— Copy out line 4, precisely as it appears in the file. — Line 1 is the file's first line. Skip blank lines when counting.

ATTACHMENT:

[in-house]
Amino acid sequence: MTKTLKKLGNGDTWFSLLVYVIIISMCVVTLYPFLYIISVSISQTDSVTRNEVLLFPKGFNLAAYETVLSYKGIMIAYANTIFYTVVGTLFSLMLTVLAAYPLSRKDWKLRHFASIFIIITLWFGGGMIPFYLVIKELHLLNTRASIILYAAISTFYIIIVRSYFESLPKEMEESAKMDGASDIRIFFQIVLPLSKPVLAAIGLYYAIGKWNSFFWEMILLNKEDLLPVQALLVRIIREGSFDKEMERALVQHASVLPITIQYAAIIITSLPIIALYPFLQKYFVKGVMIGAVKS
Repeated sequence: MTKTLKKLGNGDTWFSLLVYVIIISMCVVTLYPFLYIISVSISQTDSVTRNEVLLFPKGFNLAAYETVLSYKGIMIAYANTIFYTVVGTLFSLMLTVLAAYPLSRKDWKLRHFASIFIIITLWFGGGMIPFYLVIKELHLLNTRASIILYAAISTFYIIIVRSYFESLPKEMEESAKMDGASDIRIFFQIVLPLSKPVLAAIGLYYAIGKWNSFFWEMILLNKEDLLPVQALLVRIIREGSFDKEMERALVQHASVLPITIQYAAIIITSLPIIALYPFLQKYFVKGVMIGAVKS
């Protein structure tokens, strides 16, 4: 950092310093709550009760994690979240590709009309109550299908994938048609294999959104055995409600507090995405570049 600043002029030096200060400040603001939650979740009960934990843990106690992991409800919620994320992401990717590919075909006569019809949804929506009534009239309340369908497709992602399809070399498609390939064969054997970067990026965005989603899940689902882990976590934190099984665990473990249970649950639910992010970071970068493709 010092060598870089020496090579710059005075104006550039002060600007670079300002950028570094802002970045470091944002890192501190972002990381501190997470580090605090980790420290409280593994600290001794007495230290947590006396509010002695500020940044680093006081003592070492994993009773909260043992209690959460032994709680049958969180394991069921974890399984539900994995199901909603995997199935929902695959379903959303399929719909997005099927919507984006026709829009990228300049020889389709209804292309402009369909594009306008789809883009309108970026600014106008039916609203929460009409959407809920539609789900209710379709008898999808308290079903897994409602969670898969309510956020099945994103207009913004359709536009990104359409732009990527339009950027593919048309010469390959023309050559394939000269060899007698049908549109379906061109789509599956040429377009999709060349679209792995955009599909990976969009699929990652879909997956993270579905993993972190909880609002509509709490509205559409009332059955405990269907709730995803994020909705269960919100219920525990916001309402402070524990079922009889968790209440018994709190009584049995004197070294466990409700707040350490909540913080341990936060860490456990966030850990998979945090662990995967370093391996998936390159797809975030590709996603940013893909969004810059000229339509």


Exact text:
């Protein structure tokens, strides 16, 4: 950092310093709550009760994690979240590709009309109550299908994938048609294999959104055995409600507090995405570049 600043002029030096200060400040603001939650979740009960934990843990106690992991409800919620994320992401990717590919075909006569019809949804929506009534009239309340369908497709992602399809070399498609390939064969054997970067990026965005989603899940689902882990976590934190099984665990473990249970649950639910992010970071970068493709 010092060598870089020496090579710059005075104006550039002060600007670079300002950028570094802002970045470091944002890192501190972002990381501190997470580090605090980790420290409280593994600290001794007495230290947590006396509010002695500020940044680093006081003592070492994993009773909260043992209690959460032994709680049958969180394991069921974890399984539900994995199901909603995997199935929902695959379903959303399929719909997005099927919507984006026709829009990228300049020889389709209804292309402009369909594009306008789809883009309108970026600014106008039916609203929460009409959407809920539609789900209710379709008898999808308290079903897994409602969670898969309510956020099945994103207009913004359709536009990104359409732009990527339009950027593919048309010469390959023309050559394939000269060899007698049908549109379906061109789509599956040429377009999709060349679209792995955009599909990976969009699929990652879909997956993270579905993993972190909880609002509509709490509205559409009332059955405990269907709730995803994020909705269960919100219920525990916001309402402070524990079922009889968790209440018994709190009584049995004197070294466990409700707040350490909540913080341990936060860490456990966030850990998979945090662990995967370093391996998936390159797809975030590709996603940013893909969004810059000229339509």